Given the market dynamics, my best is that you will be able to get more home than you might have expected in communities you might have thought out of your reach without giving up things that are important to you.
It is all a matter of balance - of sorting through what matters most to you. Whether you buy this house or not, the process of thinking it through with your family will be an important stepping stone. I say to my buyers, "I don't know exactly where this path will take you, but I do know that every step we take will be necessary to get there!"
Good luck. If I can be of service....you can find me here and on my website htp://www.feenick.com
Search and connect at http://www.feenick.com
I think after about 3 years the kids will start to glow a faint greenish tint.
Just kidding, I used to live near towers like this and the only thing I noticed was the sudden loss of memory!
Kidding again... But in winter and nasty rain storms you can hear some neat crackling sounds and at night sometimes can see a mini version of Alaska's aurora borealis, it's rare but I have seen it. Perhaps also because there were also oil storage tanks & refinery near by in linden. Maybe the gases and the high tension lines and moisture in the air were the cause. By the way this is a beautiful site, do a Google search for "aurora borealis"
Anyway I'd have to agree with Heather on this one and wouldn't pay so much attention to the radial fanatics or those who have had experienced unfortunate circumstances in their family which are either coincidence or made up stories. I lived for several years with these behind my house and I'm not sick or dead so you be the judge.
You will find people out there that have an opinion on just about everything, most not based on fact or anything proven rather just speculation and coincidence. There will always be those entertained by conspiracy theories and then other who want to make themselves a part of the story but in the end, it is ultimately your decision and based on how you posed the question, it sounds like you may have already made yours.
Perfect house, in your price range, great schools, half a football field's distance away from the house and youâ€™re asking for people to persuade you not to buy the house???
Hmmm.... Enjoy your new home!
Broker of Record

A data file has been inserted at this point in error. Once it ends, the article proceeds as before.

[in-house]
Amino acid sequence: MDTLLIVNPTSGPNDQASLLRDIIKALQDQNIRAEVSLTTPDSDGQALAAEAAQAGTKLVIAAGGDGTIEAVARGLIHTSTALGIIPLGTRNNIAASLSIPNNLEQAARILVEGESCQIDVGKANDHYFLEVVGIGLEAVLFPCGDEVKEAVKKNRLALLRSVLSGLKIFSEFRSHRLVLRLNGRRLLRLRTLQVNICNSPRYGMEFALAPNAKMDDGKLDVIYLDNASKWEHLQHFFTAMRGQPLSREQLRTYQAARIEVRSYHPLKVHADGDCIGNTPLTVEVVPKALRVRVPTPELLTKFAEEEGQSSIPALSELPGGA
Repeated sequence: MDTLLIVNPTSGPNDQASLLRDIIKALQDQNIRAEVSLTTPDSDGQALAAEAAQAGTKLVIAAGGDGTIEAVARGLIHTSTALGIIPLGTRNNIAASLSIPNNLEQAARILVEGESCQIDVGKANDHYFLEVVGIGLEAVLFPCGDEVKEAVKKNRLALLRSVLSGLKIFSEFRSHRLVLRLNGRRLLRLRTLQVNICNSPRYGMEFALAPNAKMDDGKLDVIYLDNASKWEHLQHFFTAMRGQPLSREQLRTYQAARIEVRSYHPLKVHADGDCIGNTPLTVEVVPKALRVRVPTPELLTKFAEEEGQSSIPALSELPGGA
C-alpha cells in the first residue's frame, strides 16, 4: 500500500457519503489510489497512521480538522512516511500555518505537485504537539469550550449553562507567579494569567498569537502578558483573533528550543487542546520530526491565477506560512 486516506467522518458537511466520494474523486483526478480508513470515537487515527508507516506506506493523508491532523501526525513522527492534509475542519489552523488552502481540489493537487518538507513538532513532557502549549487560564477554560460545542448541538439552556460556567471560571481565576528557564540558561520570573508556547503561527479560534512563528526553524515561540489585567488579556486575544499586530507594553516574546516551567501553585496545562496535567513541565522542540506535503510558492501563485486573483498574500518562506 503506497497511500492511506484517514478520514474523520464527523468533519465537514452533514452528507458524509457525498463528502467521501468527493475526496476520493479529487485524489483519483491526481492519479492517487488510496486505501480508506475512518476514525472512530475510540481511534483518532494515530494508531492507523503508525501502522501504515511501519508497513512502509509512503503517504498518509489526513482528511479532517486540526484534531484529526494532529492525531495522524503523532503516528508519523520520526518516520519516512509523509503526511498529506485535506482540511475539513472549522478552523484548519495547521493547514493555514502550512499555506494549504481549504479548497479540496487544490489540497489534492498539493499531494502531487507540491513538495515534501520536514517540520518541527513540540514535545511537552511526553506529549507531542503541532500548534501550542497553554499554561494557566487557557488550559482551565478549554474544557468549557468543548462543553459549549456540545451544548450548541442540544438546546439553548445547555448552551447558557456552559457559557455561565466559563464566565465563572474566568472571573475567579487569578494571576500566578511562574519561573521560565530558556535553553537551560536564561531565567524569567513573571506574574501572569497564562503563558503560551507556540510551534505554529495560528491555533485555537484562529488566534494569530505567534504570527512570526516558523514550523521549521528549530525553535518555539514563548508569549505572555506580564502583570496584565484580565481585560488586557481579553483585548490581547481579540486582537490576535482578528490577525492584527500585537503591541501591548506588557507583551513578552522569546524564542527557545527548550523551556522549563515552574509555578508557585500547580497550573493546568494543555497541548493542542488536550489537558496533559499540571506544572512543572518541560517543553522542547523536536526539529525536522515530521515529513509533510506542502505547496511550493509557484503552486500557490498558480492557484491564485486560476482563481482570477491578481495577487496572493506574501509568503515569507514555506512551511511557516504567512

Marivic GMAC Real Estate
2056A Lincoln Hwy. (Rt.27)
Edison, NJ 08817-3330
Office: 732-650-9911 Ext.302
Toll Free: 1-866-745-GMAC(4622) Ext.302
(MIDDLESEX MLS SEARCH) http://search.victor.msx.mlxchange.com/
(GSMLS SEARCH) http://www.gsmls.com/
(Monmouth/Ocean MLS) http://monmouthoceanmls.com/victor
I did a search of the property address on livelocal.com where you can see properties at a bird's eye view from a sattelite photo (these photos are usually 2-3yrs old, but gives you a good idea of the area). In the photo I noticed a power line tower DIRECTLY behind the house, almost above the pool! Of course for marketing sake, the realtor who photographed the yard took a picture of the pool up to the top of the fence where you wouldn't see the tower. Do a search on the internet for the effects of EMFs, check the link below to get started:
I didn't look twice at that property because of the towers. Even though the price was great, I care more about the possible health effects of my family. Also, I never take the word of a power company or town official. They will always say it's OK. Do your research.
The truth is, no one wants to live next to the high rise electrical towers, as you said, it's a eye sore. More importantly though, some people believe it's a health hazard.
Ironically you yourself actually stated something in your question that should be the biggest tell for you and that is, I quote, "Typically this town isout of our price ranbe but, this house was surprisingly affordable for us", hence the electrical towers.
My point is, just as it was surprisingly affordable for you, there might come a time when you will need to make it just as affordable for someone else when ready to sell, so keep that in mind when and if you might need to move out of this home in the future.
The truth of the matter is there is no conclusive evidence to date that power line towers causes cancer. I'd test your soil first, chances are better that you have radon or some ground contamination that would lead to that, IMO.
I just noticed Sybil's post, that was an interesting tidbit of info http://www.trulia.com/voices/Home_Buying/Would_you_buy_a_gor
I think the biggest concern is finding people that don't mind staring at the big towers behind their properties obstructing the view of the sky. The Edison area is like a main thoroughfare for these towers, they criss-cross all over, even in the high end expensive sections. Unless it is literally in your back yard causing ease of potential resale issues due to fussy buyers. I had a listing like that and people pulled up, saw the tower and never went inside saying never mind.